IntroductionIn western law, the age of consent is the age at which an individual is treated as capable of consenting to sexual activity. Consequently, any one who has sex with an underage individual, regardless of the circumstances, is guilty of a crime. Narrowly concerned with sexual violence, and with girls, originally, since the 19th century the age of consent has occupied a central place in debates over the nature of childhood, adolescence, and adulthood, and been drawn into campaigns against prostitution and child marriage, struggles to achieve gender and sexual equality, and the response to teenage pregnancy. This module traces the shifting ways that the law has been defined, debated and deployed worldwide and from the Middle Ages to the present.
An age of consent statute first appeared in secular law in 1275 in England as part of the rape law. The statute, Westminster 1, made it a misdemeanor to "ravish" a "maiden within age," whether with or without her consent. The phrase "within age" was interpreted by jurist Sir Edward Coke as meaning the age of marriage, which at the time was 12 years of age.
A 1576 law making it a felony to "unlawfully and carnally know and abuse any woman child under the age of 10 years" was generally interpreted as creating more severe punishments when girls were under 10 years old while retaining the lesser punishment for acts with 10- and 11-year-old girls. Jurist Sir Matthew Hale argued that the age of consent applied to 10- and 11-year-old girls, but most of England's North American colonies adopted the younger age. A small group of Italian and German states that introduced an age of consent in the 16th century also employed 12 years.
An underage girl did not have to physically struggle and resist to the limit of her capacity in order to convince a court of her lack of consent to a sexual act, as older females did; in other words, the age of consent made it easier to prosecute a man who sexually assaulted an underage girl. However, since the age of consent applied in all circumstances, not just in physical assaults, the law also made it impossible for an underage female to consent to sexual activity. There was one exception: a man's acts with his wife, to which rape law, and hence the age of consent, did not apply.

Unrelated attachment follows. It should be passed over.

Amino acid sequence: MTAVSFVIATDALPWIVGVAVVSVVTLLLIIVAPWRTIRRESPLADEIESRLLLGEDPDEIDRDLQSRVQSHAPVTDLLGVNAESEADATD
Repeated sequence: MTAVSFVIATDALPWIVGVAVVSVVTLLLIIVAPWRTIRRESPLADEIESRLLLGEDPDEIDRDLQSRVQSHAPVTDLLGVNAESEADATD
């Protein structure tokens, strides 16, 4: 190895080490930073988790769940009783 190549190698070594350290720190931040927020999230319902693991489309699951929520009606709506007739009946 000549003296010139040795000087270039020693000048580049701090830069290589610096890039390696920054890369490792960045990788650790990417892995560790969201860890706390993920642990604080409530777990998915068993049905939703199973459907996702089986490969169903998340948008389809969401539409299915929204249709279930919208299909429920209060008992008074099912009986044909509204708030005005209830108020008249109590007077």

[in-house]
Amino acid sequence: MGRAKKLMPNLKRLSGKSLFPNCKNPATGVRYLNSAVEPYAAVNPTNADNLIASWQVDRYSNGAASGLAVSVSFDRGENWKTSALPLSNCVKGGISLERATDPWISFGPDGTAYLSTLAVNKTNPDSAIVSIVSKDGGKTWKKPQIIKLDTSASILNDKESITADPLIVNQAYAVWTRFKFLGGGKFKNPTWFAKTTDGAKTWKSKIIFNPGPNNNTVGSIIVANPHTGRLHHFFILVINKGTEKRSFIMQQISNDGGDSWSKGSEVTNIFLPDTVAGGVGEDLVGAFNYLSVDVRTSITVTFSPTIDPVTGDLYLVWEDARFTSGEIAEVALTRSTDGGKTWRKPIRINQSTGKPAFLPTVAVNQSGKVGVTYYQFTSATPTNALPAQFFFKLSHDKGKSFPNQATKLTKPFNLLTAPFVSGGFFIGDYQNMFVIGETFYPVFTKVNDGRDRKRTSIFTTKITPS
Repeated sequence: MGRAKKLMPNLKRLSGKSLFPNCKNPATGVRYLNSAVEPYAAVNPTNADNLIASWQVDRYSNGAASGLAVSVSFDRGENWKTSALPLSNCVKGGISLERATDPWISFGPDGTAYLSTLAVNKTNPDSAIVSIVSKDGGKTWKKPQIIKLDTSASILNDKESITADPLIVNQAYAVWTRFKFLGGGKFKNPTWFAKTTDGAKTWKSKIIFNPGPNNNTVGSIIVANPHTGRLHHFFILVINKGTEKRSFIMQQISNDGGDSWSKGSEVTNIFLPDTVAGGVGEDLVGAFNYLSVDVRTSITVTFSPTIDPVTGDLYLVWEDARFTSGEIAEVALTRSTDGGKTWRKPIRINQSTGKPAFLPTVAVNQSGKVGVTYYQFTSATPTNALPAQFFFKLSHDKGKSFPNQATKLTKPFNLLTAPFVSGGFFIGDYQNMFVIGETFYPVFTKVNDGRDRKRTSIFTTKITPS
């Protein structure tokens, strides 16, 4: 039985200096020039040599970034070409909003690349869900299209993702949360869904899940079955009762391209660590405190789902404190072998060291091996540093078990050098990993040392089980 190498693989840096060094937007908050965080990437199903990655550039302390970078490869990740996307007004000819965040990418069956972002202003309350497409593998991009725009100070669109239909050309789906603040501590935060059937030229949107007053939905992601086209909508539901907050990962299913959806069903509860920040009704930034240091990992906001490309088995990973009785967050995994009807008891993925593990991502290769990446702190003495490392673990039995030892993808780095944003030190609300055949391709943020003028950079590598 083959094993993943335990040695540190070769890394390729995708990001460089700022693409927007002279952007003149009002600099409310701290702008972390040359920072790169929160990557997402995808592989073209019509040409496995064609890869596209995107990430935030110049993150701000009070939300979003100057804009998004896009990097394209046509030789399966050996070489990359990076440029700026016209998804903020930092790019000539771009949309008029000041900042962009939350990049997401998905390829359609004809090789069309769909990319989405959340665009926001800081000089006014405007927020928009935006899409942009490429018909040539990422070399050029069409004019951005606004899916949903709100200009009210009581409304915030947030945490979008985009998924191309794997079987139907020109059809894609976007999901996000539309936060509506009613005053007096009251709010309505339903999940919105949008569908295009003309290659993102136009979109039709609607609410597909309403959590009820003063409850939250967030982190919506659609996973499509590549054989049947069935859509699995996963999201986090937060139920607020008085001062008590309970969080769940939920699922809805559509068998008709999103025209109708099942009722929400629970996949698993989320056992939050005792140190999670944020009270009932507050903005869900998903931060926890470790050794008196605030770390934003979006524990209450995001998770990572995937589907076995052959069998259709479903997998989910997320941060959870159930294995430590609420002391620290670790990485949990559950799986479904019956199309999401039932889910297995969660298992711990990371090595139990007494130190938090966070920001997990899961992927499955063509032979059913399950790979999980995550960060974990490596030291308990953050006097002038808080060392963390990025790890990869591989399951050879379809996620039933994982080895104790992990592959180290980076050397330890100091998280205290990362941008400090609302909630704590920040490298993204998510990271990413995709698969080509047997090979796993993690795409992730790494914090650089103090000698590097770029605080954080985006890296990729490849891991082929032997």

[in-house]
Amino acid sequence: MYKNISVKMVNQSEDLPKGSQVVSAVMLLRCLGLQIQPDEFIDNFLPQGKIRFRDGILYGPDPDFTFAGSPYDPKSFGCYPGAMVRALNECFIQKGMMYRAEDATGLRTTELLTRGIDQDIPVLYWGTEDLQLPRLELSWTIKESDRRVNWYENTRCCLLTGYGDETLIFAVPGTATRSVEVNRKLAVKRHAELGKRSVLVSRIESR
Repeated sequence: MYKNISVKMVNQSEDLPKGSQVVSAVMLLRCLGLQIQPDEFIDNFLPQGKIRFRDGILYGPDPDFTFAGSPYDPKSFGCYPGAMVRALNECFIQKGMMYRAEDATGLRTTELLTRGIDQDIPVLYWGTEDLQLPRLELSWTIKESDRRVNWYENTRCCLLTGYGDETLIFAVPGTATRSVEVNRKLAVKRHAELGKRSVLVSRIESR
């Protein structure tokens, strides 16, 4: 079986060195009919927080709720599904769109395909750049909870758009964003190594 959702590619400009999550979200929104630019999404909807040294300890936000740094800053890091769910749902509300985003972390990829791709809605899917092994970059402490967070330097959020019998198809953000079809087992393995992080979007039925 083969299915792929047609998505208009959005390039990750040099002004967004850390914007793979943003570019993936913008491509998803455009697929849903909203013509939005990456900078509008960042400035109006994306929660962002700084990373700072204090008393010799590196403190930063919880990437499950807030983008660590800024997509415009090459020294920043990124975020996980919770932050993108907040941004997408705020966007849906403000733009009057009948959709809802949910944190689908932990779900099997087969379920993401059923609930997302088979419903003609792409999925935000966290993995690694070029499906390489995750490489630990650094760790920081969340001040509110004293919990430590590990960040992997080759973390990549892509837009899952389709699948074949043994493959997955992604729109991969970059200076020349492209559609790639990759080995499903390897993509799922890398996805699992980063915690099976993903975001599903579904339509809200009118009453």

In trials, juries were often unwilling to simply enforce the law. Rather than focusing strictly on age, they made judgments about whether the appearance and behavior of a girl fit their notions of a child and a victim. It was not only that relying solely on age seemed arbitrary to them; at least until the end of the 19th century, age had limited salience in other aspects of daily life. Laws and regulations based on age were uncommon until the 19th century, and consequently so was possession of proof of age or even knowledge of a precise date of birth.
Near the end of the 18th century, other European nations began to enact age of consent laws. The broad context for that change was the emergence of an Enlightenment concept of childhood focused on development and growth. This notion cast children as more distinct in nature from adults than previously imagined, and as particularly vulnerable to harm in the years around puberty. The French Napoleonic code provided the legal context in 1791 when it established an age of consent of 11 years. The age of consent, which applied to boys as well as girls, was increased to 13 years in 1863.
Like France, many other countries, increased the age of consent to 13 in the 19th century. Nations, such as Portugal, Spain, Denmark and the Swiss cantons, that adopted or mirrored the Napoleonic code likewise initially set the age of consent at 10-12 years and then raised it to between 13 and 16 years in the second half of the 19th century. In 1875, England raised the age to 13 years; an act of sexual intercourse with a girl younger than 13 was a felony. In the U.S., each state determined its own criminal law and age of consent ranged from 10 to 12 years of age. U.S. laws did not change in the wake of England's shift. Nor did Anglo-American law apply to boys.
Behind the inconsistency of these different laws was the lack of an obvious age to incorporate into law. Although scientists and physicians had established that menstruation and puberty occurred on average around age 14 in Europe at this time, different individuals experienced it at different ages -- a fluid situation at odds with the arbitrary line drawn by whatever age was incorporated into law.